City opts for vaccine mandate for front-line workers
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Hey there, time traveller!
This article was published 14/09/2021 (381 days ago), so information in it may no longer be current.
The City of Winnipeg will require front-line staff who work with vulnerable populations or have close contact with the public to be fully vaccinated against COVID-19 by Nov. 15.
Mayor Brian Bowman and chief administrative officer Michael Jack made the announcement Tuesday.
“I want to communicate to everyone, including our staff, that implementing this vaccine requirement was not a decision we took lightly. It is something we have been looking at closely since vaccines were rolled out in this province,” Jack said.
“The decision was made, ultimately, to limit the vaccine requirement to those working in front-line roles.”
Staff must receive their first dose by Sept. 28 and their second dose by Oct. 28 to meet the deadline.
The decision was made three weeks after the provincial government mandated full immunization, or frequent testing, for front-line employees who have regular contact with the public or vulnerable populations.
Bowman said Tuesday the city had initially hoped municipal employees would be included in the provincial government’s mandate. When that didn’t happen, he said, the city developed its own policy.
The mayor repeatedly praised the provincial government, as well as interim Premier Kelvin Goertzen, for collaborating with the city.
“In the event we still have unvaccinated staff in the coming weeks, we’re looking at options and consultation with the provincial government for a testing program that will include an option for redeployment of affected staff who are unwilling or unable to be vaccinated,” Bowman said.
City workers were notified about the policy Tuesday. The city does not know what percentage of its workforce is fully immunized.
“This will be an information-gathering phase… We need to determine how many of our employees are not vaccinated at this time. That isn’t data we have been collecting and therefore we don’t have it yet,” Jack said.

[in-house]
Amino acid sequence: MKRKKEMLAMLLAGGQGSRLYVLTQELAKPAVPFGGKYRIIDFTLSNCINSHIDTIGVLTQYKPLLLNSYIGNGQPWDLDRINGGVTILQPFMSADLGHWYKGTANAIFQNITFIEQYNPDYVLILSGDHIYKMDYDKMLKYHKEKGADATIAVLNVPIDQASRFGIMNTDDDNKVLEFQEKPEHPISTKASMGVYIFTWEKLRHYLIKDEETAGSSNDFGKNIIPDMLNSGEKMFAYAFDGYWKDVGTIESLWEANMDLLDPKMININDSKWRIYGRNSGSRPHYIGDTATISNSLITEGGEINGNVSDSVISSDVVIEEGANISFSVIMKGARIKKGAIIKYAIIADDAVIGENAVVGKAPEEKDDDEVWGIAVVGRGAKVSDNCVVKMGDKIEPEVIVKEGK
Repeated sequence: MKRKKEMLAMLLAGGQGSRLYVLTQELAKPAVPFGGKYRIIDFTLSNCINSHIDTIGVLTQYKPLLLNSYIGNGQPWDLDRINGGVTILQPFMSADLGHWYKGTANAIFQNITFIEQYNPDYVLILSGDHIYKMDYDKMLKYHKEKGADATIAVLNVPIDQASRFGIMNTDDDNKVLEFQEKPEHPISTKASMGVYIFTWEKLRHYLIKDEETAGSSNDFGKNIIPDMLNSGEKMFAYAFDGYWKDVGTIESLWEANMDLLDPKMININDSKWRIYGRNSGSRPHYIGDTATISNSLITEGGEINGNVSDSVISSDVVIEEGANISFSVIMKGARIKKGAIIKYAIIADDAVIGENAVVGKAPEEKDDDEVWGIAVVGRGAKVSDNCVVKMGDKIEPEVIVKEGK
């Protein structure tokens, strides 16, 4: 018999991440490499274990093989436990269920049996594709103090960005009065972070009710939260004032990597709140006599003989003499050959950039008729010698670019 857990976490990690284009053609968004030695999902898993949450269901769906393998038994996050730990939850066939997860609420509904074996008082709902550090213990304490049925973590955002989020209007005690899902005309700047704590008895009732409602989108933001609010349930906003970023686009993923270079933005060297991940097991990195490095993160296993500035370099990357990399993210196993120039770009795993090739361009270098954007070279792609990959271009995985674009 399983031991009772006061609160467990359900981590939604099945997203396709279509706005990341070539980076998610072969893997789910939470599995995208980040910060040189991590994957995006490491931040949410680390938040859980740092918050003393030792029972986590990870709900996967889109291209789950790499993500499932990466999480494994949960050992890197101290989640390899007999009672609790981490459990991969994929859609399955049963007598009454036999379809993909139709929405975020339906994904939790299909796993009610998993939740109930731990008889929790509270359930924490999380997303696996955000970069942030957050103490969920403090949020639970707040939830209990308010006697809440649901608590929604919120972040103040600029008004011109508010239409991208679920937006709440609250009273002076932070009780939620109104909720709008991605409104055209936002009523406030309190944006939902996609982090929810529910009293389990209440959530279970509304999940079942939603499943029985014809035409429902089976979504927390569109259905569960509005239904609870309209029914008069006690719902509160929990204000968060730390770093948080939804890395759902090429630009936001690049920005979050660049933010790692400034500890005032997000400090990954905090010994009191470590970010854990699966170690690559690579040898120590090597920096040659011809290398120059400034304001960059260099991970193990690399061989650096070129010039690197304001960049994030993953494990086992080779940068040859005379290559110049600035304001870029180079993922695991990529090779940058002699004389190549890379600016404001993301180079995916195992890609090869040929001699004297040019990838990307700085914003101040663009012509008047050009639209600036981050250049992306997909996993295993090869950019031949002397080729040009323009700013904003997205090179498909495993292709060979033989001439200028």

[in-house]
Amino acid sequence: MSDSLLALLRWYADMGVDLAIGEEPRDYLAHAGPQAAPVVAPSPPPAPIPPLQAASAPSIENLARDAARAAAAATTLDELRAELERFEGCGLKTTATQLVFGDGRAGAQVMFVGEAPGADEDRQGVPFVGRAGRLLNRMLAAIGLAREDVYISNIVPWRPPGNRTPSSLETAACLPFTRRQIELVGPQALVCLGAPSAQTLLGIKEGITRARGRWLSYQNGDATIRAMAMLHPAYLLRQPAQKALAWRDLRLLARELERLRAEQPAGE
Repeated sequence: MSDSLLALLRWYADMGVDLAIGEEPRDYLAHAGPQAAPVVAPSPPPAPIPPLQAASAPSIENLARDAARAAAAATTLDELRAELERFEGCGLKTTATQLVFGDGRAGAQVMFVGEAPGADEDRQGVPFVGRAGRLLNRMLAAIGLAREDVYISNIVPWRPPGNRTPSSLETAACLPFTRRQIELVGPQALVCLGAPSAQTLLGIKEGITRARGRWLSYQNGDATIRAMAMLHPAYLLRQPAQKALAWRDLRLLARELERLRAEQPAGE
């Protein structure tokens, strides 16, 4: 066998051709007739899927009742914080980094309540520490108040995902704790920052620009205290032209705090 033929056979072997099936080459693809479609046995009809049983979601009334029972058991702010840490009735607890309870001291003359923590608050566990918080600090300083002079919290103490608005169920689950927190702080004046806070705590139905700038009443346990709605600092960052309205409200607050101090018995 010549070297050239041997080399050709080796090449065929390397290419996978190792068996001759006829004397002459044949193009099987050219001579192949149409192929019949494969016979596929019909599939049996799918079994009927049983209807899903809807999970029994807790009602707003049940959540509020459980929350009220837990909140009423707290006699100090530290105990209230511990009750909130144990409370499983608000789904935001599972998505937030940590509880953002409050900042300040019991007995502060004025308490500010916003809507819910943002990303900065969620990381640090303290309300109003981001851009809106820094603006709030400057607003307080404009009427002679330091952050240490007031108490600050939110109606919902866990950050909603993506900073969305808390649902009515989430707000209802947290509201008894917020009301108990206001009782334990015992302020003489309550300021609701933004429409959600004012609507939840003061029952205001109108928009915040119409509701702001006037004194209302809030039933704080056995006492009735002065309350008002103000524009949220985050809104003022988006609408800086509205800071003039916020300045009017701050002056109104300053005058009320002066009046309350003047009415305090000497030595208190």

Once the information is collected, Jack said the city would make vaccination rates among front-line workers public “to the extent we are able to, within existing privacy rules, within existing collective agreement rules.”
All staff affected by the vaccine requirement will be contacted, Jack said, adding the city will set up mobile vaccination sites for those workers.
Manitoba Government and General Employees’ Union president Michelle Gawronsky told the Free Press the union encourages “all eligible members to be immunized.”
“We have just been informed of the city’s intention to implement a new COVID-19 immunization and testing policy. We hope to see the actual policy as soon as possible and will be seeking details from the city about how they plan to administer the testing requirement and protect the personal health information of impacted employees,” Gawronsky said in a written statement.
A spokeswoman for the Amalgamated Transit Union 1505, which represents city bus drivers, said the best way “members can keep one another safe from COVID-19 is to wear masks, social distance, and get vaccinated.”
“For members who are choosing to not be vaccinated for religious or health reasons, the union will continue to protect their right to work. We will be looking into options like on-site screening and testing, as well as redeployment,” the spokeswoman wrote.
“We encourage our members who are worried about how this mandate might affect them to call the union.”
A spokeswoman for the United Fire Fighters of Winnipeg said president Alex Forrest was unable to comment.
The Winnipeg Police Association and the Canadian Union of Public Employees did not respond to the Free Press.
Jack said the city will handle requests for an exemption to the vaccine requirement, on medical or religious grounds, by individual workers.
— With files from Gabrielle Piche
Ryan Thorpe likes the pace of daily news, the feeling of a broadsheet in his hands and the stress of never-ending deadlines hanging over his head.